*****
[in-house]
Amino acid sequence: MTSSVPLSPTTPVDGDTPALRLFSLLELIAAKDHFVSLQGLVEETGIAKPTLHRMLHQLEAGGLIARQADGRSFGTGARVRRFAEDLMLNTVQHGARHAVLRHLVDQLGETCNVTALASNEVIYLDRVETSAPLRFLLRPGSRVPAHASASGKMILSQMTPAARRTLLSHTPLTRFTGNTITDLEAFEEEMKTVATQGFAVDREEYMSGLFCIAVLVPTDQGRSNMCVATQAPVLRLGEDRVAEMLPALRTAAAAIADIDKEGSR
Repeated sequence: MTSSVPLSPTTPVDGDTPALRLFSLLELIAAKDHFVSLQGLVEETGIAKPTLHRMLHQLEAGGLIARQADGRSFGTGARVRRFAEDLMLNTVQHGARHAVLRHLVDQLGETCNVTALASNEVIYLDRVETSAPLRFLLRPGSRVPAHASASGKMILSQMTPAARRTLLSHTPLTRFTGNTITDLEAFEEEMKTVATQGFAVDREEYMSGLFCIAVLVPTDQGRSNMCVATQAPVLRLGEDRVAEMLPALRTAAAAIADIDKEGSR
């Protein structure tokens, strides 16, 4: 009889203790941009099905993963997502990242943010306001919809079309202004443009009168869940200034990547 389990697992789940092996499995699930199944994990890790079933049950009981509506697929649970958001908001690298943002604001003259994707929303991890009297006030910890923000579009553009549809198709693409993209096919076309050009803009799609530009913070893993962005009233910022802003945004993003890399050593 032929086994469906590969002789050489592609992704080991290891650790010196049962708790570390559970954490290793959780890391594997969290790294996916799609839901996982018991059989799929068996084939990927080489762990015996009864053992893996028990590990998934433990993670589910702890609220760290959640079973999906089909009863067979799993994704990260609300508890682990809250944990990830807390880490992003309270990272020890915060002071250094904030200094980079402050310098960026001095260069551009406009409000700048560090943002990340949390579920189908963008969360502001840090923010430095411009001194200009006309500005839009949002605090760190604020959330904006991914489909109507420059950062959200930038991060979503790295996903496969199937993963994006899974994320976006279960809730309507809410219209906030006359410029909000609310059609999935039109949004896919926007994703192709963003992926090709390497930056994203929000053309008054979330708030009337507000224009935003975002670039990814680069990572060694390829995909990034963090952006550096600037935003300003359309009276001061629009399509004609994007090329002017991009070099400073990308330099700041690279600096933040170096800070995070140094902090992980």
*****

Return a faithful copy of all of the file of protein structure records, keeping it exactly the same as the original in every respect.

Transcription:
[in-house]
Amino acid sequence: MTSSVPLSPTTPVDGDTPALRLFSLLELIAAKDHFVSLQGLVEETGIAKPTLHRMLHQLEAGGLIARQADGRSFGTGARVRRFAEDLMLNTVQHGARHAVLRHLVDQLGETCNVTALASNEVIYLDRVETSAPLRFLLRPGSRVPAHASASGKMILSQMTPAARRTLLSHTPLTRFTGNTITDLEAFEEEMKTVATQGFAVDREEYMSGLFCIAVLVPTDQGRSNMCVATQAPVLRLGEDRVAEMLPALRTAAAAIADIDKEGSR
Repeated sequence: MTSSVPLSPTTPVDGDTPALRLFSLLELIAAKDHFVSLQGLVEETGIAKPTLHRMLHQLEAGGLIARQADGRSFGTGARVRRFAEDLMLNTVQHGARHAVLRHLVDQLGETCNVTALASNEVIYLDRVETSAPLRFLLRPGSRVPAHASASGKMILSQMTPAARRTLLSHTPLTRFTGNTITDLEAFEEEMKTVATQGFAVDREEYMSGLFCIAVLVPTDQGRSNMCVATQAPVLRLGEDRVAEMLPALRTAAAAIADIDKEGSR
């Protein structure tokens, strides 16, 4: 009889203790941009099905993963997502990242943010306001919809079309202004443009009168869940200034990547 389990697992789940092996499995699930199944994990890790079933049950009981509506697929649970958001908001690298943002604001003259994707929303991890009297006030910890923000579009553009549809198709693409993209096919076309050009803009799609530009913070893993962005009233910022802003945004993003890399050593 032929086994469906590969002789050489592609992704080991290891650790010196049962708790570390559970954490290793959780890391594997969290790294996916799609839901996982018991059989799929068996084939990927080489762990015996009864053992893996028990590990998934433990993670589910702890609220760290959640079973999906089909009863067979799993994704990260609300508890682990809250944990990830807390880490992003309270990272020890915060002071250094904030200094980079402050310098960026001095260069551009406009409000700048560090943002990340949390579920189908963008969360502001840090923010430095411009001194200009006309500005839009949002605090760190604020959330904006991914489909109507420059950062959200930038991060979503790295996903496969199937993963994006899974994320976006279960809730309507809410219209906030006359410029909000609310059609999935039109949004896919926007994703192709963003992926090709390497930056994203929000053309008054979330708030009337507000224009935003975002670039990814680069990572060694390829995909990034963090952006550096600037935003300003359309009276001061629009399509004609994007090329002017991009070099400073990308330099700041690279600096933040170096800070995070140094902090992980």